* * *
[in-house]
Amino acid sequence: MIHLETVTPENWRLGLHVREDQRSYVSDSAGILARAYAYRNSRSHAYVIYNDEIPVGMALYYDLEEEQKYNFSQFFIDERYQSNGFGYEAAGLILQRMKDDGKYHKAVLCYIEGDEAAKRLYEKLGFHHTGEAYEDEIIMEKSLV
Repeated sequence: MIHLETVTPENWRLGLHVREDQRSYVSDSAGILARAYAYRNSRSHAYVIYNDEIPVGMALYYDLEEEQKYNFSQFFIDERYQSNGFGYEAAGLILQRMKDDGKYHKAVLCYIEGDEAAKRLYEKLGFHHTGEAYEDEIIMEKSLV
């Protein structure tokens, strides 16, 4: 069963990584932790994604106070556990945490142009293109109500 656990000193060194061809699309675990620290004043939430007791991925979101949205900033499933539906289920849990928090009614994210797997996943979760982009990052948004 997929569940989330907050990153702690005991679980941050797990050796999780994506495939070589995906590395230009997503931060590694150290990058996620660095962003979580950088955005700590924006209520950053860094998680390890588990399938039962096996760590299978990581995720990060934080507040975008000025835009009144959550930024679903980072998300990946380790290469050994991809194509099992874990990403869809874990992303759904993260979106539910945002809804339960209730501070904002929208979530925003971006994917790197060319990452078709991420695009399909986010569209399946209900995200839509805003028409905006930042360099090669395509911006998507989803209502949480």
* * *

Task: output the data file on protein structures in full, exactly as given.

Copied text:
[in-house]
Amino acid sequence: MIHLETVTPENWRLGLHVREDQRSYVSDSAGILARAYAYRNSRSHAYVIYNDEIPVGMALYYDLEEEQKYNFSQFFIDERYQSNGFGYEAAGLILQRMKDDGKYHKAVLCYIEGDEAAKRLYEKLGFHHTGEAYEDEIIMEKSLV
Repeated sequence: MIHLETVTPENWRLGLHVREDQRSYVSDSAGILARAYAYRNSRSHAYVIYNDEIPVGMALYYDLEEEQKYNFSQFFIDERYQSNGFGYEAAGLILQRMKDDGKYHKAVLCYIEGDEAAKRLYEKLGFHHTGEAYEDEIIMEKSLV
């Protein structure tokens, strides 16, 4: 069963990584932790994604106070556990945490142009293109109500 656990000193060194061809699309675990620290004043939430007791991925979101949205900033499933539906289920849990928090009614994210797997996943979760982009990052948004 997929569940989330907050990153702690005991679980941050797990050796999780994506495939070589995906590395230009997503931060590694150290990058996620660095962003979580950088955005700590924006209520950053860094998680390890588990399938039962096996760590299978990581995720990060934080507040975008000025835009009144959550930024679903980072998300990946380790290469050994991809194509099992874990990403869809874990992303759904993260979106539910945002809804339960209730501070904002929208979530925003971006994917790197060319990452078709991420695009399909986010569209399946209900995200839509805003028409905006930042360099090669395509911006998507989803209502949480």